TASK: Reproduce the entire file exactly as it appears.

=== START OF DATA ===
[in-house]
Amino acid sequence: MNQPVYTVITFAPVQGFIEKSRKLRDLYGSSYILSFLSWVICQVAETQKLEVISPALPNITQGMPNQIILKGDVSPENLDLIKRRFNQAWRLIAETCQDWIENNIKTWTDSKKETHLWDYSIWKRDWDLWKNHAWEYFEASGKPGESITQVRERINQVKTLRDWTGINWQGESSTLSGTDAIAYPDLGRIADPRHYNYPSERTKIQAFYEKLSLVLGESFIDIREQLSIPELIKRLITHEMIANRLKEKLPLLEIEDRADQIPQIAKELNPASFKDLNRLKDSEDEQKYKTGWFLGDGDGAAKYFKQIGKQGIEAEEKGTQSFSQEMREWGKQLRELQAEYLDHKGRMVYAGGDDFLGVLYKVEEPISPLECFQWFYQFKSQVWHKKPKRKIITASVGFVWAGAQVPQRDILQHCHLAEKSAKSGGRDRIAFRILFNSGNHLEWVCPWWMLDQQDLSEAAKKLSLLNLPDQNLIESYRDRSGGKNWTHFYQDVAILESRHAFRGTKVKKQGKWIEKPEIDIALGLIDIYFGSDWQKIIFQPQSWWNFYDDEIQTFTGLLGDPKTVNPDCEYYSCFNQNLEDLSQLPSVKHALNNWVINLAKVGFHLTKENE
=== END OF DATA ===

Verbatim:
[in-house]
Amino acid sequence: MNQPVYTVITFAPVQGFIEKSRKLRDLYGSSYILSFLSWVICQVAETQKLEVISPALPNITQGMPNQIILKGDVSPENLDLIKRRFNQAWRLIAETCQDWIENNIKTWTDSKKETHLWDYSIWKRDWDLWKNHAWEYFEASGKPGESITQVRERINQVKTLRDWTGINWQGESSTLSGTDAIAYPDLGRIADPRHYNYPSERTKIQAFYEKLSLVLGESFIDIREQLSIPELIKRLITHEMIANRLKEKLPLLEIEDRADQIPQIAKELNPASFKDLNRLKDSEDEQKYKTGWFLGDGDGAAKYFKQIGKQGIEAEEKGTQSFSQEMREWGKQLRELQAEYLDHKGRMVYAGGDDFLGVLYKVEEPISPLECFQWFYQFKSQVWHKKPKRKIITASVGFVWAGAQVPQRDILQHCHLAEKSAKSGGRDRIAFRILFNSGNHLEWVCPWWMLDQQDLSEAAKKLSLLNLPDQNLIESYRDRSGGKNWTHFYQDVAILESRHAFRGTKVKKQGKWIEKPEIDIALGLIDIYFGSDWQKIIFQPQSWWNFYDDEIQTFTGLLGDPKTVNPDCEYYSCFNQNLEDLSQLPSVKHALNNWVINLAKVGFHLTKENE